ND Board member Salai Bawi Pi said that “Many human right defenders and activists have been arrested under repressive laws such as Section 18.” As an example, he drew attention to the recent case in Chin state where eight Chin activists were charged under Section 18 of ‘The Right to Peaceful Assembly and Peaceful Procession Act’ for protesting without permission. These activists requested permission, but were refused by local authorities. Their protest was related to an incident that allegedly occurred on June 10th, when a 55 year-old woman from Rezua sub-township, in the Matupi township area of Chin State, was brutally beaten during an attempted rape by a Burma Army soldier.

The Burma Partnership says that these cases show that there is a long way to go in terms of reforming the Burma police force. ‘’Rather than protecting people from violent crime, the police are perpetrating violent crime; rather than respecting people’s human rights, they are abusing them; rather than enhancing security, they are undermining it; rather than supporting the judiciary, they are using it to do their dirty work, or even by-passing it altogether; and rather than assuaging the fears of communities around the country, they are exacerbating those fears,’’ the organization says.

The European Union (EU) has been working with the Burma Police Force on its police reform program. The EU states that “it has decided to support the reform of the [Burma] police force in the areas of crowd management and community policing with a €10 million (approximately $13.3) package. Improving respect by the police for human rights and the accountability of the police to Parliament, civil society and the media will be at the heart of this action.”

In order to tack police impunity properly, the Burma Partnership says that the Burmese government needs to show political will, especially when it comes to reforming the judiciary, so that victims of police brutality will start to develop confidence in the system and feel that they have a genuine avenue to redress for such brutalities and rights abuses. The organization warns that if the police force remains unaccountable and impunity is not tackled, then police brutality will not only continue but the impunity will become more entrenched – however many millions the EU pours into its police reform programs.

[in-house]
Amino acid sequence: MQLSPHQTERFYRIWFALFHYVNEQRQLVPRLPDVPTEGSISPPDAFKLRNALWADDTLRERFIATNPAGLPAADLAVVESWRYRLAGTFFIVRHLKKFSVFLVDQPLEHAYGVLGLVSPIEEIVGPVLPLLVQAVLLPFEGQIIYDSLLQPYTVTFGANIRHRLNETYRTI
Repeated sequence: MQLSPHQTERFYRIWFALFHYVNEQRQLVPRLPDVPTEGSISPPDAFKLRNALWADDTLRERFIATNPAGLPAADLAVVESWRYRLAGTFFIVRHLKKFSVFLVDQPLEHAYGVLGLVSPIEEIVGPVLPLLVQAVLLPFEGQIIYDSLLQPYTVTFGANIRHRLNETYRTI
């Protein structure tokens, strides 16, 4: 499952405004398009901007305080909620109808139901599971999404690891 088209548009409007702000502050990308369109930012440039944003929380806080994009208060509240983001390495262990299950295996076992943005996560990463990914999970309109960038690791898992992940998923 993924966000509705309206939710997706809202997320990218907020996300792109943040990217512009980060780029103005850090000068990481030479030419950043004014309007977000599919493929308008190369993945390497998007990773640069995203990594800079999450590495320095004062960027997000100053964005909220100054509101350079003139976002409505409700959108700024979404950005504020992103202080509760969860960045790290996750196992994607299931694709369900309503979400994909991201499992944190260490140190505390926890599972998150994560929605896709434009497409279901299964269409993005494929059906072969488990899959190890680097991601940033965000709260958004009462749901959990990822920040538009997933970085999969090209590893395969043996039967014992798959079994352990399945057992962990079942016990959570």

Burma Partnership also maintains that the police require intensive, rigorous, principled training on effective policing and human rights compliance throughout the country. Disciplinary procedures need to be implemented at all levels of the police force.

In response to this crackdown on farmers, last Wednesday, about 1,000 farmers gathered in Burma’s northern Sagaing region to demand that authorities drop charges against fellow farmers.

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Rights Groups Urge EU To Consider Human Rights During Trade Negotiations

The International Federation for Human Rights (FIDH) and its member organization Vietnam Committee on Human Rights (VCHR) have filed a complaint in Brussels to request that the European Union Ombudsman address the European Commission’s refusal to take human rights into account in negotiations for trade and investment agreements with Vietnam. Negotiations on the EU-Vietnam Free Trade Agreement are taking place against a backdrop of intensifying repression in Vietnam.

In a fierce crackdown on freedom of expression, Vietnam prosecuted and imprisoned at least 65 bloggers and activists in 2013, and at least 14 more have been arrested in the first half of 2014. Scores of civil society activists were brutally beaten for staging peaceful demonstrations or holding human rights debates. Hundreds of dispossessed farmers were wounded and several others killed in massive protests over forced eviction and land confiscation.